The first IL (ethylammonium nitrate) was reported in 1914 by Paul Walden, who never expected that ILs would become such an important scientific area a century later. The number of papers on ISI Web published about ILs in the last five years is more than 38,000; this is explained by several factors: ILs are environmentally friendly solvents with properties such as extremely low vapor pressure, low combustibility, excellent thermal stability, and a wide temperature range in their liquid state. The low volatility and combustibility of ILs, along with the possibility of building ionic liquids in which physical and chemical properties can be fine-tuned, has been a reason for their enormous use in recent years [3][4][5]. They have been extensively used as low-environmental-impact solvents in catalysis and separation techniques, as lubricants and additives, as auxiliaries in analytical techniques, as thermal fluid, and as electrolytes [6][7][8][9][10][11][12][13][14]. Additionally, a wide variety of ILs are transparent through the visible and NIR (near-infrared) spectral regions, a key property for optical solvents [15], and today new ILs are designed for specialized applications in optics and soft luminescent materials [16].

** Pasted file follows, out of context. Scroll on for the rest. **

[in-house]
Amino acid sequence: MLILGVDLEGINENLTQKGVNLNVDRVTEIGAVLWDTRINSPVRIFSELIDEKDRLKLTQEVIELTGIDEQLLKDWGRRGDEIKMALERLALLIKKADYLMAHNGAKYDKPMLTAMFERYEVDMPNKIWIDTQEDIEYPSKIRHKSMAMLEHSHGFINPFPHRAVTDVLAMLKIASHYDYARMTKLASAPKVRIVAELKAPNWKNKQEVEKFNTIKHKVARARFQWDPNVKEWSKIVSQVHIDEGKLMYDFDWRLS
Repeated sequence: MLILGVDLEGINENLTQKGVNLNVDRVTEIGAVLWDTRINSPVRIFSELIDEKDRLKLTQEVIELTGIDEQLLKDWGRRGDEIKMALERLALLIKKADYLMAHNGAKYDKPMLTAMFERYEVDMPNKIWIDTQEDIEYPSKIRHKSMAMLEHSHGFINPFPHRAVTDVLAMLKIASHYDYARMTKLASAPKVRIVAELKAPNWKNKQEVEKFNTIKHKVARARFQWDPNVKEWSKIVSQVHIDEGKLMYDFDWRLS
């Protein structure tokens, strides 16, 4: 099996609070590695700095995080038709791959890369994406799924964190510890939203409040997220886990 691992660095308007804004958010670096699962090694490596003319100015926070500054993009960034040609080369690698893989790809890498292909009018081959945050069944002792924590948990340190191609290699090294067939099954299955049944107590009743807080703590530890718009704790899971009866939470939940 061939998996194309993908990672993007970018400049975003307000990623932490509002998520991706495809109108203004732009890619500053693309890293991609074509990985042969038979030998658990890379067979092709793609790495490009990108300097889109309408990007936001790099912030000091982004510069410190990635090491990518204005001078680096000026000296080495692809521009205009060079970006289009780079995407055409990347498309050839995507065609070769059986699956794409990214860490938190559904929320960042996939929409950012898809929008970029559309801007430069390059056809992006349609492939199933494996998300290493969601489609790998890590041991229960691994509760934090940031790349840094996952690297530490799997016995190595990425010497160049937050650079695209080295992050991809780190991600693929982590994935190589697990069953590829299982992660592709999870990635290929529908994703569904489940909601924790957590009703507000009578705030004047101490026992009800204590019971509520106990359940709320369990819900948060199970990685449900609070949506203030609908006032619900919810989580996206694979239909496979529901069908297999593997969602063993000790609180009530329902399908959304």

Lanthanides (Ln) are a group of 15 chemical elements, with atomic numbers 57 through 71, all of which have one valence electron in the 5d shell. All of these elements present similar chemical properties, with +3 being the most stable oxidation state, but the +2 and +4 oxidation states are also common [17] (Figure 1).